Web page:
Towards a conservative jobs agenda

Reuters/Toby Melville

Reuters/Toby Melville

Yesterday, I wrote about the conservative poverty agenda, concluding that there wasn’t much of one. But another aspect of that conversation which I didn’t mention is about middle-class jobs. The fundamental stumbling block for Republicans is their unwillingness to distribute resources down the income ladder. Conservatives tend to worry that federal spending on expanding the safety net will simply function as a hammock lulling people into dependency, as Paul Ryan has suggested.

But if conservatives and Republicans were to support more spending to redistribute money downwards, there is reason to think it could do more than simply give money to the poor — it could have a real impact in terms of creating good paying jobs. In other words,  conservatives could reduce poverty and increase middle-class job creation through free-market action in one fell swoop.

So here’s a chunk of Marco Rubio’s speech yesterday:

The only solution that will achieve meaningful and lasting results is to provide those who are stuck in low paying jobs the real opportunity to move up to better paying jobs. And to do this we must focus on policies that help our economy create those jobs and that help people overcome the obstacles between them and better paying work. The War on Poverty accomplished neither of these two things.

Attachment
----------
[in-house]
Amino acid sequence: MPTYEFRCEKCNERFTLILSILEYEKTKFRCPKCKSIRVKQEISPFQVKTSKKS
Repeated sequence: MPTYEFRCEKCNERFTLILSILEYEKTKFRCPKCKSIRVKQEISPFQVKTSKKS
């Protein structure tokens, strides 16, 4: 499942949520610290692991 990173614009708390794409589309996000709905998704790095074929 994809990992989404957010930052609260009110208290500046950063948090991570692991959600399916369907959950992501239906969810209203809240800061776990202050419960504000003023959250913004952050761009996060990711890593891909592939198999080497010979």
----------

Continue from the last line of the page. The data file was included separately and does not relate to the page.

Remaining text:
Or as he’s quoted here, regarding raising the minimum wage: “$10.10 is not the American dream. I want them making $50.” And sure, that would be great – stagnating wages is obviously something lefty writers worry about too. Indeed, most jobs created since the crisis have been low-paying.

But it’s mistaken to think of the problem of poverty/crappy jobs and the problem of a scarcity of good-paying middle-class jobs as completely unrelated. The reason for this has to do with services.

As in all industrialized countries, service jobs make up the vast bulk of employment in the United States, accounting for roughly 80 percent of all jobs. As manufacturing and other high-value sectors have moved overseas or been automated, service jobs have risen to take up the slack. When people think services, they often think “maid” or “cashier,” and those positions are indeed poorly compensated. But that’s not the end of the story.

A recent story I wrote for the Washington Monthly explains how recreation-based economies can create better-paying service employment. Places like Moab, Utah indeed have some crummy service jobs — but they also have substantially better-paying ones, like river guide or concierge. The thing to remember is that the number of high-paying service jobs is inextricable from the population’s level of disposable income. You can’t be a river guide if people can’t afford to pay for the trip.

This is where distributing resources down the income ladder comes in. We have an economy that mostly creates service jobs because automation and globalization have foreclosed most other avenues of jobs creation; these service jobs are too-few and low-paying because income inequality and the Great Recession have radically reduced people’s disposable income.

The great thing about this realization from a conservative viewpoint is that these higher-paying jobs are created by free market action. People still have to start businesses, hustle for work, and all that stuff. All that is needed is a willingness to spend some money.

Conservatives could even stick a lot of work requirements or other beloved supply-side reforms in there. Eli Lehrer and Lori Sanders have a sample agenda outlined here. But the keystone part of any agenda must be a transfer of resources, either through tax credits or direct spending. Without that, it will accomplish little.

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